Gregory Maguire is best known in adult fiction circles for Wicked, his
delightfully bittersweet story of the timeless The Wizard of Oz from the Wicked
Witch of the West's point of view. His follow-up to that was Confessions of an
Ugly Stepsister, a re-imagining of the Cinderella fairy tale set in 17th-century
Holland, and a few degrees darker than the first. In Lost, he breaks away from
the formula of those novels, at least to an extent, and moves into the present
with a morose divorced writer whose trip abroad to research a novel is sidetracked by her stepcousin's
mysterious disappearance, eerie goings-on in her ancestral family home in
Hampstead, and her own painful past.
Rudge is an unlikely heroine, a children's book author whose main income derives
from her bestselling adult astrology book The Dark Side of the Zodiac, written pseudonymously and with no belief in its veracity. But sales of her "cash cow"
are drying up, and she's cooking up a novel about a woman named Wendy Pritzke
who's on the trail of Jack the Ripper. She flies from her New England home to
old England to -- at least she tells herself this -- research the story. But
when she arrives at her stepcousin and friend John Comestor's flat in the house
that belonged to her great-great grandfather, a man rumored to have been the
basis for Charles Dicken's Ebenezer Scrooge, she finds John mysteriously absent,
a head-shakingly funny pair of Catholic contractors trying to build a
lease-forbidden stairway to the rooftop from his kitchen, and strange noises and
apparitions emanating from the chimney behind the wall where they're working.
Winnie's half-hearted attempts at research soon take a backseat to the twin
conundrums of John's unexplained absence and the weirdness behind the wall. She
becomes acquainted, if not necessarily friendly, with John's neighbors -- a
dotty old woman downstairs with a flat full of cats and Post-It notes everywhere
to remind her not to forget her pills; an Indian woman with several young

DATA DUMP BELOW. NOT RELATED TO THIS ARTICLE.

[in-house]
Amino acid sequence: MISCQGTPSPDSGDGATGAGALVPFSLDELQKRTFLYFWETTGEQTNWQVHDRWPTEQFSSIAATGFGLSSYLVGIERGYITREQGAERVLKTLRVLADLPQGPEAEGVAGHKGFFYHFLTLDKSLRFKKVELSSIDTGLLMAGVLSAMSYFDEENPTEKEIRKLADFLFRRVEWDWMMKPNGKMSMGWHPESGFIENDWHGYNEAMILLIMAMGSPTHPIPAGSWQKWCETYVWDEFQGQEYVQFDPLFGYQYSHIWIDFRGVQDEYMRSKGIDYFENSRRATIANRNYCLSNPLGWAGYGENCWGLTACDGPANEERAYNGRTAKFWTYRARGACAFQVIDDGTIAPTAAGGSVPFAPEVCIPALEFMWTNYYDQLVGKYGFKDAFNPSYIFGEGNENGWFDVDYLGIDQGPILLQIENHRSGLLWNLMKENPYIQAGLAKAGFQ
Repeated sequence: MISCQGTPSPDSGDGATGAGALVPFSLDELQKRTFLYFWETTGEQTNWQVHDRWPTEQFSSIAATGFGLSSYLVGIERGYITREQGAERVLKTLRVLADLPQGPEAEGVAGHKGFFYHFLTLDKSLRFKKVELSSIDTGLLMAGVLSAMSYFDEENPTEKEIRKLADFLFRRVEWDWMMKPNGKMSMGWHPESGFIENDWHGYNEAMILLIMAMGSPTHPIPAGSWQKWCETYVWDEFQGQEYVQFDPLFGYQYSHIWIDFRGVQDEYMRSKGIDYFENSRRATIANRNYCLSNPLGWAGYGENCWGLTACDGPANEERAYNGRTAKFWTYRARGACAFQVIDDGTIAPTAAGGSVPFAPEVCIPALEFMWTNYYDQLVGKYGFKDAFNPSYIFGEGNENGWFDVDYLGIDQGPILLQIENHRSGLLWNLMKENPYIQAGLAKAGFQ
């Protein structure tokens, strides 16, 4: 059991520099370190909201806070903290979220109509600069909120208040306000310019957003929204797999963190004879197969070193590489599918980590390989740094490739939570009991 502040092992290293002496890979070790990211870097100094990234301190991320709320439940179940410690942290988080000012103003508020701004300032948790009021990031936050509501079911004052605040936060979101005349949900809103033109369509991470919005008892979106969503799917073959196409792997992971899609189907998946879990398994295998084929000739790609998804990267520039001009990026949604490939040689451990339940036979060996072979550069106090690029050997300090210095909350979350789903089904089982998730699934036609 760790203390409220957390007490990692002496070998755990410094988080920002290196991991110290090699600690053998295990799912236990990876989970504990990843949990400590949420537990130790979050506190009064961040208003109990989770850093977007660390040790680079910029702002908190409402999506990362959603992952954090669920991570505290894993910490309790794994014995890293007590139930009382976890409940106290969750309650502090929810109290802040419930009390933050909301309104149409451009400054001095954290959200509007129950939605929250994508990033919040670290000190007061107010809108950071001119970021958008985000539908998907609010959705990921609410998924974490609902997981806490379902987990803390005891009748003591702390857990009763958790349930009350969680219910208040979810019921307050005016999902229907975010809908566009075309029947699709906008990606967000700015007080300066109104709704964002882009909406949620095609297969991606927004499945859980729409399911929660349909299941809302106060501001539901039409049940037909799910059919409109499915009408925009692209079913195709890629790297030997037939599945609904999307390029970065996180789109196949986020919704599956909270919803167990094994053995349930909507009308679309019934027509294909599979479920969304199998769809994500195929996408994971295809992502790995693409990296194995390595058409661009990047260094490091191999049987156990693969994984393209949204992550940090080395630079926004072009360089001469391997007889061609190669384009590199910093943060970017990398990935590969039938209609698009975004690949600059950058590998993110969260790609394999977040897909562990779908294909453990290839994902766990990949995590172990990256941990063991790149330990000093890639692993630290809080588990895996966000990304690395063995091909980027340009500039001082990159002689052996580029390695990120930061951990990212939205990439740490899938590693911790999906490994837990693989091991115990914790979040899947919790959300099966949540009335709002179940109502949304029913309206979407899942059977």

children and a husband who died far too young; and John's on-again, off-again
girlfriend Allegra, who pulls in a surprisingly good living making plaster
castings of children's hands. She's drawn mostly against her will to a supposed
psychic who warns her about the person associated with an ancient shroud she
finds nailed to John's chimney. And all the while, Wendy Pritzke's story is
unfolding in her mind.
Lost takes longer to build up steam than Maguire's previous novels, and its
narrative sometimes runs into dead-ends -- much like Winnie's research and
inquiry into John's disappearance. The book's second half is worth the read, but
one dares say the buildup is unnecessarily slow, and when a spirit possession
becomes the story's main thrust it feels out of place. Maguire, thankfully, is
skilled enough to tie the disparate threads, including her early crashing of a
meeting for prospective international adoptive parents, into a somewhat disheveled bow at
the end. Winnie is deliberately a hard person to know, which will likely put some readers off. But the revelation of the hard truths of her past make the occasional unevenness worth it, because this book is more about her than any of the other mysteries she's trying to solve. Maguire is walking into deeper shadow with each book he writes, it would seem.
Some of the asides concerning menacing or haunted characters from an array of
children's literature will soothe readers hungry for more of what they got in
Wicked or Confessions, but those new to Maguire'
fiction should start earlier in
his body of work.